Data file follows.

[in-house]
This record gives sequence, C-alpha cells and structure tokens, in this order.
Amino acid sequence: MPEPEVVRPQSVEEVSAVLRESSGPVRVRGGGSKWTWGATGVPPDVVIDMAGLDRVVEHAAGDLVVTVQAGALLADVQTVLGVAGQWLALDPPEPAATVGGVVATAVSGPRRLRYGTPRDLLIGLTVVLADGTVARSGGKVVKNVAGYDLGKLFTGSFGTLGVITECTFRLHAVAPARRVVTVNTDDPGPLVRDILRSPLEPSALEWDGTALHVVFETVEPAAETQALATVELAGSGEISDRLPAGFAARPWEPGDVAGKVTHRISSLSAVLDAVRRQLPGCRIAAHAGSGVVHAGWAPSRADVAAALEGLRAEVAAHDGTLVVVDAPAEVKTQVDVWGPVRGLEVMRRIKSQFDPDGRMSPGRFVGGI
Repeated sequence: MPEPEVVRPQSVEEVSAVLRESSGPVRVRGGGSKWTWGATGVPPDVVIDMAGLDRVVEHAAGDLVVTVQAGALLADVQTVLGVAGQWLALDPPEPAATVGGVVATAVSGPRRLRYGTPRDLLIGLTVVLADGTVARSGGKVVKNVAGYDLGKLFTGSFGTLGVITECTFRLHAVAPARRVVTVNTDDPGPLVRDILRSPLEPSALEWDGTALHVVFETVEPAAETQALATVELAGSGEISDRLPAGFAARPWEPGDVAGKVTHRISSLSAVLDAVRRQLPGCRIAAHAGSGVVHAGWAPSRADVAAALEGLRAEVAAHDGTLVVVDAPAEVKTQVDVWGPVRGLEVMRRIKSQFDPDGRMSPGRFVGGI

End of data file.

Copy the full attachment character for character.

[in-house]
This record gives sequence, C-alpha cells and structure tokens, in this order.
Amino acid sequence: MPEPEVVRPQSVEEVSAVLRESSGPVRVRGGGSKWTWGATGVPPDVVIDMAGLDRVVEHAAGDLVVTVQAGALLADVQTVLGVAGQWLALDPPEPAATVGGVVATAVSGPRRLRYGTPRDLLIGLTVVLADGTVARSGGKVVKNVAGYDLGKLFTGSFGTLGVITECTFRLHAVAPARRVVTVNTDDPGPLVRDILRSPLEPSALEWDGTALHVVFETVEPAAETQALATVELAGSGEISDRLPAGFAARPWEPGDVAGKVTHRISSLSAVLDAVRRQLPGCRIAAHAGSGVVHAGWAPSRADVAAALEGLRAEVAAHDGTLVVVDAPAEVKTQVDVWGPVRGLEVMRRIKSQFDPDGRMSPGRFVGGI
Repeated sequence: MPEPEVVRPQSVEEVSAVLRESSGPVRVRGGGSKWTWGATGVPPDVVIDMAGLDRVVEHAAGDLVVTVQAGALLADVQTVLGVAGQWLALDPPEPAATVGGVVATAVSGPRRLRYGTPRDLLIGLTVVLADGTVARSGGKVVKNVAGYDLGKLFTGSFGTLGVITECTFRLHAVAPARRVVTVNTDDPGPLVRDILRSPLEPSALEWDGTALHVVFETVEPAAETQALATVELAGSGEISDRLPAGFAARPWEPGDVAGKVTHRISSLSAVLDAVRRQLPGCRIAAHAGSGVVHAGWAPSRADVAAALEGLRAEVAAHDGTLVVVDAPAEVKTQVDVWGPVRGLEVMRRIKSQFDPDGRMSPGRFVGGI